>>I continue:
>>I don't expect to convince many, but I'm going to state this for the record.
>>The best we're going to do on the WCAG if we try to include navigability and
>>comprehension in with accessibility (strict sense meaning ability to "get
>>to" the data) is half-assed. More likely quarter-assed. It's just too much
>>for one document.
>>IF (big IF) we split the documents:
>>1. We could have the WCAG 2.0 ready to go in a week (and with almost NO
>>quarrelling over the details -- this stuff is mostly old hat).
>>2. The Web Content Navigability Guidelines could be done fairly quickly, I'd
>>imagine. A few months?
>>3. The Web Content Comprehensibility Guidelines would take a while. At least
>>a year, I'd think. BUT (big BUT): We could issue a temporary set containing
>>the comprehensibility checkpoints currently in WCAG 2.0 (including the
>>dreaded 3.3 and 3.4). They would be without official status (whatever that's
>>worth) but would be enough to get people thinking about it. We could also
>>promote them and try to get people thinking more about comprehensibility.
>>1. We get access out of the way. This would refocus our goal. No longer
>>would there be the tug of war between access advocates and comprehensibility
>>2. A new, small, fast-working group could be formed to handle the
>>navigability guidelines. Without the burden of having to figure out
>>comprehensibility (a much more difficult proposition) or simple access,
>>these guidelines could be produced quickly.
>>FOR ATTENTION. This group could morph into the Comprehensibility WG, minus
>>those people who are more interested in access or navigation. The group
>>would be focused on ONE goal. Better still, we could PROMOTE this idea more
>>effectively because comprehensibility is more *comprehensible* when were not
>>trying to call it accessibility. Finally, we could go out and actively seek
>>experts on comprehension (and cognitive disabilities) to join the experts
>>already in this group, bringing in fresh blood and new ideas and
>>rejuvenating the group. Who knows, maybe without the drag of constant access
>>vs. comprehensibility wars, the WCCG could be completed in record time.
>>The only detriments I see are these:
>>1. It takes longer to get the comprehensibility guidelines out. As I see it,
>>this delay would be more than compensated for by the MUCH clearer nature of
>>the WCCG guidelines. And, when users looked to the WCCG, there would be no
>>doubt about what they were trying to accomplish (e.g., a person who just
>>wants to ensure access to users with visual disabilities will not look
>>there). Another mitigating factor would be the temporary stop-gap measure of
>>an "unofficial" release of "methods to aid comprehensibility while waiting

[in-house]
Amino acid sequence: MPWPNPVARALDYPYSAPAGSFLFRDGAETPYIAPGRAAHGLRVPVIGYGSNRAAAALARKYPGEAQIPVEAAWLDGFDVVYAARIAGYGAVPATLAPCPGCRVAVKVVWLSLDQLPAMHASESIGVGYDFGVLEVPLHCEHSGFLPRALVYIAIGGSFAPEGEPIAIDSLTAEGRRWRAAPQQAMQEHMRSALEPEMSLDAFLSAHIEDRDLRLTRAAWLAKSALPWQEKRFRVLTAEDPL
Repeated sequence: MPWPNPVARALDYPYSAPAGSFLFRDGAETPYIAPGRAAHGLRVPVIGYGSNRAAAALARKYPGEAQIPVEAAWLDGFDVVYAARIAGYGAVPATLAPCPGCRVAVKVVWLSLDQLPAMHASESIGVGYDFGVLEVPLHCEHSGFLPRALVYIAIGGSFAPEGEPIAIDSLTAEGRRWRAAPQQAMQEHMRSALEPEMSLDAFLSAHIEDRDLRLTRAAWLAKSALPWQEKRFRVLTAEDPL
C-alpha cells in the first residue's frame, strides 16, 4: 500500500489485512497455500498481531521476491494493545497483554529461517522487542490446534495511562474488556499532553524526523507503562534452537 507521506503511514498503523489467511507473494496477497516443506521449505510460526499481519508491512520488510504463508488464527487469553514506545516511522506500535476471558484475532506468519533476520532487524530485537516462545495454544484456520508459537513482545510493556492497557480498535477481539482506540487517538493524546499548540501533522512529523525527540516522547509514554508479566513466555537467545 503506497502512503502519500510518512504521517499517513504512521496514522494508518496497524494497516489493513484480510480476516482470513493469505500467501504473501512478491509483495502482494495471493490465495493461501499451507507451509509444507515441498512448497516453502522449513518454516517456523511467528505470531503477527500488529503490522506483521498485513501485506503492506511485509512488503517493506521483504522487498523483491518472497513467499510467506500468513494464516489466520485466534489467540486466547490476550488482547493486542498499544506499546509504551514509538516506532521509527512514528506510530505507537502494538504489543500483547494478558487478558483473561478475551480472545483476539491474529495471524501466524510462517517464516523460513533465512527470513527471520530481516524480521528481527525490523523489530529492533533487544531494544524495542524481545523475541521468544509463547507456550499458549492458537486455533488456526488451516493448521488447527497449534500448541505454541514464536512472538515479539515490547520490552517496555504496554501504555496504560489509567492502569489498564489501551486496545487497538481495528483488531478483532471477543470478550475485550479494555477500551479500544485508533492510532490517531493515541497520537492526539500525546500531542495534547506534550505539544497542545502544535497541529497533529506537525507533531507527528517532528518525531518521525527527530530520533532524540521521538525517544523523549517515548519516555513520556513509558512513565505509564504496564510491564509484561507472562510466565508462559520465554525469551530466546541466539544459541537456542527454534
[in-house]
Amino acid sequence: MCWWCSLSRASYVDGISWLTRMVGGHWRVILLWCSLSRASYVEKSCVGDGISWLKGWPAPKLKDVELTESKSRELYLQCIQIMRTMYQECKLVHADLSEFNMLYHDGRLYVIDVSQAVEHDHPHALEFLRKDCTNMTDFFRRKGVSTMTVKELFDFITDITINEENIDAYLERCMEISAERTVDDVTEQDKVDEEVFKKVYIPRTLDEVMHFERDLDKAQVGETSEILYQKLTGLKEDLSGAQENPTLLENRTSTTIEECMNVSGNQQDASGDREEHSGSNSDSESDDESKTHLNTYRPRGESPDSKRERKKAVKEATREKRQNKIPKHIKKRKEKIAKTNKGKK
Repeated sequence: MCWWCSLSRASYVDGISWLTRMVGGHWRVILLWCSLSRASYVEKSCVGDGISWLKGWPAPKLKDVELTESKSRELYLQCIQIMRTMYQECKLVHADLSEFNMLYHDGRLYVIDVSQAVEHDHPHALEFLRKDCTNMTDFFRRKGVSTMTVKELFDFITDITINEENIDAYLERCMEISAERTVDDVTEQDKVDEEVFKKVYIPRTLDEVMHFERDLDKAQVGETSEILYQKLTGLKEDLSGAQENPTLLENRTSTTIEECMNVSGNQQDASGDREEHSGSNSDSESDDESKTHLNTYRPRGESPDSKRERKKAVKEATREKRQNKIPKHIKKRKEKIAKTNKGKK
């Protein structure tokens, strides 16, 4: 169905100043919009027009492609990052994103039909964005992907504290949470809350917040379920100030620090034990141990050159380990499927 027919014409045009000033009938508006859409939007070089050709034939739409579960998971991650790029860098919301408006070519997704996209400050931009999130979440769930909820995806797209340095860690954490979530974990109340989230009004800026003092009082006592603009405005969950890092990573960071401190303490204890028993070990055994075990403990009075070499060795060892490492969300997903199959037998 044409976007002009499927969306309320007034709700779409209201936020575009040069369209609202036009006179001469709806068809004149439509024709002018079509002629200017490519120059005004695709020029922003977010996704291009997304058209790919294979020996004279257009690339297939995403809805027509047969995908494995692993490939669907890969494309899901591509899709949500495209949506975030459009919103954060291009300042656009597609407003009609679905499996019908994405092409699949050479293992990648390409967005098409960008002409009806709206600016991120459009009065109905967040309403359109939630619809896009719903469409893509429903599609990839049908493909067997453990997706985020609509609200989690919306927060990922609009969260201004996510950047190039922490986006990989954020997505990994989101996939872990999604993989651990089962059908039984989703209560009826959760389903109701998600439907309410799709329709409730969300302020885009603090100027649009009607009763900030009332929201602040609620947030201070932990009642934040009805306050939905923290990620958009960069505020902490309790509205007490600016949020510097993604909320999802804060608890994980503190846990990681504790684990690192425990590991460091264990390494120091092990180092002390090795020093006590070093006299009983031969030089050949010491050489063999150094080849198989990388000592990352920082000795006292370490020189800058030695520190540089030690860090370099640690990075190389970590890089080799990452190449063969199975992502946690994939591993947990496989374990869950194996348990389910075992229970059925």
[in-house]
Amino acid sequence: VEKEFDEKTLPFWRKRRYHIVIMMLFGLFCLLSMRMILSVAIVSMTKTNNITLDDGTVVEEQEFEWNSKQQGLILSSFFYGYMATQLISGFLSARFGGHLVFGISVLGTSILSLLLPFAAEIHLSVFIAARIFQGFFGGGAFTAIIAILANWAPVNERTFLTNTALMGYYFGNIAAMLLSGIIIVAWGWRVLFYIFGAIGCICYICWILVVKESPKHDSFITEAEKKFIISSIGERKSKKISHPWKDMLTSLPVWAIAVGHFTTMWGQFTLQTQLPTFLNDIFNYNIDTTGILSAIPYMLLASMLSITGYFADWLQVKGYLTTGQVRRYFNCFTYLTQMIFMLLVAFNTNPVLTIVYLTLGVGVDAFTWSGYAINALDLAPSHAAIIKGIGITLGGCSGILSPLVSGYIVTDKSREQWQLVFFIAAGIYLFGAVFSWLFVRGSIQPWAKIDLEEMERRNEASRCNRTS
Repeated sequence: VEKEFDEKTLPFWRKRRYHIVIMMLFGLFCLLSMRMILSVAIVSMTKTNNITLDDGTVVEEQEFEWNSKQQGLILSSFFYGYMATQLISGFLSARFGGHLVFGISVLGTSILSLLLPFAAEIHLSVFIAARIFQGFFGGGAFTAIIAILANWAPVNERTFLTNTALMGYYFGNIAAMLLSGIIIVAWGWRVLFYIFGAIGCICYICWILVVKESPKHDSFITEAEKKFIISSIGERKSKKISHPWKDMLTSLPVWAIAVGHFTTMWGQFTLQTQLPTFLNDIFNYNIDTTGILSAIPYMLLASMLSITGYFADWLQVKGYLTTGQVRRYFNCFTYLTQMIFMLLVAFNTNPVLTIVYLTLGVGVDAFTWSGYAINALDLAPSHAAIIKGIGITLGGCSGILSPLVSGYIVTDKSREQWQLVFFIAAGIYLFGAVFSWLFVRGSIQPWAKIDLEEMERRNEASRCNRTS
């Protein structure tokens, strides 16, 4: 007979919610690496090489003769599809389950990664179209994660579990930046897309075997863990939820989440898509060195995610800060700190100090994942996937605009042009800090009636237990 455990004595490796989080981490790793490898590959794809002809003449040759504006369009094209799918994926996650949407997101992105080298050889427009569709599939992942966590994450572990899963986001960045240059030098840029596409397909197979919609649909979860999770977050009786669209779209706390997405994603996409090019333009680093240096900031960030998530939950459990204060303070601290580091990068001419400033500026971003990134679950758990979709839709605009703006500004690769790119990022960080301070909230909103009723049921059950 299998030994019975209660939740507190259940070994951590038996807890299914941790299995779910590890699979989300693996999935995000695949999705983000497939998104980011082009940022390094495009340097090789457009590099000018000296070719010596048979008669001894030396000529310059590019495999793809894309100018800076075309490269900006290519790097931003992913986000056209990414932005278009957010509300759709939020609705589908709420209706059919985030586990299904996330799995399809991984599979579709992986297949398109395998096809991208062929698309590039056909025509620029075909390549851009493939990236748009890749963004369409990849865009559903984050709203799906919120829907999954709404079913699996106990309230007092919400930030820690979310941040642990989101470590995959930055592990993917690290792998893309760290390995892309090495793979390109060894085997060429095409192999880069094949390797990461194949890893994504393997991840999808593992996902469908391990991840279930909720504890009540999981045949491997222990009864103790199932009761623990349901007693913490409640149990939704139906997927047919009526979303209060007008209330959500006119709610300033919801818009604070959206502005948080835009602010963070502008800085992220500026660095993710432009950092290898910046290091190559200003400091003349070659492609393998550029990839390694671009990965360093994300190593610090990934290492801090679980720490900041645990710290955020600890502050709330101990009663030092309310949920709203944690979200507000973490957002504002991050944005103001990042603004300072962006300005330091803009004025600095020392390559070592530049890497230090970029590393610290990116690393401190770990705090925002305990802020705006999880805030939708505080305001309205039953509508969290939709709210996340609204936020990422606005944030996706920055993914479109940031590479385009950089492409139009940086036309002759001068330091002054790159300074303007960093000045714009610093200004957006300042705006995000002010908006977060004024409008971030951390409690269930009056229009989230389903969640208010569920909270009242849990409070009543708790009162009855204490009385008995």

>>for the release of the WCCG 2.0."
>>2. Without the "accessibility" angle, comprehensibility might lose some
>>leverage. Solution: Define accessibility twice (as we already have, I
>>think). GENERAL accessibility includes SPECIFIC accessibility, navigability,
>>"There are three parts to ensuring an accessible Web site. First, users must
>>be able to access the site. Second, they must be able to navigate the site,
>>to find the data they're looking for. Finally, they must be able to
>>comprehend -- to understand -- the data once they've found it. The W3C
>>provides three sets of guidelines related to Web site accessibility: the Web
>>Content Accessibility Guidelines (WCAG), the Web Content Navigability
>>Guidelines (WCNG), and the Web Content Comprehensibility Guidelines (WCCG).
>>All three sets of guidelines are necessary to ensure accessibility on the
>>This gets us out of the "usability" trap. It clarifies (and actually
>>simplifies) the guidelines. It refocuses the guidelines by allowing each set
>>to concentrate on one area.
>>There could be overlap. A checkpoint that affected access and navigability,
>>for example, could appear in both. The non-normative data could explain how
>>it affected access in the WCAG version and how it affected navigability in
>>the WCNG version.
>>Another option is to reorganize the current guidelines into access,
>>navigability, and comprehensibility sections, but this is much less
>>desirable. I envision a significant expansion of the comprehensibility (and,
>>to a lesser extent, the navigability) portion. This is going to take some
>>time. If we keep them in one document, we will delay the access portion by
>>quite some time. Why? Let's get it out of the way. Then let's create a set
>>of comprehensibility guidelines that will blow the lid off this subject and
>>will focus everyone's attention on the need to make sites comprehensible to
>>everyone. (Note to Anne: this puts the needs of people with cognitive
>>disabilities front and center.)
>>I ask everyone in this group to think seriously about this idea. WE CAN DO
>>THIS. IT IS NOT TOO LATE. WCAG 2.0, stripped of nav and comp can sail
>>through to recommendation status and we can give the remaining two aspects
>>of accessibility the attention they truly deserve.
>>Since the current draft is scheduled to go public in the next 48 hours, if
>>you think that this is worth at least a telecon, please SPEAK NOW.
>>Chas. Munat
>Anne Pemberton
Received on Monday, 20 August 2001 10:58:53 UTC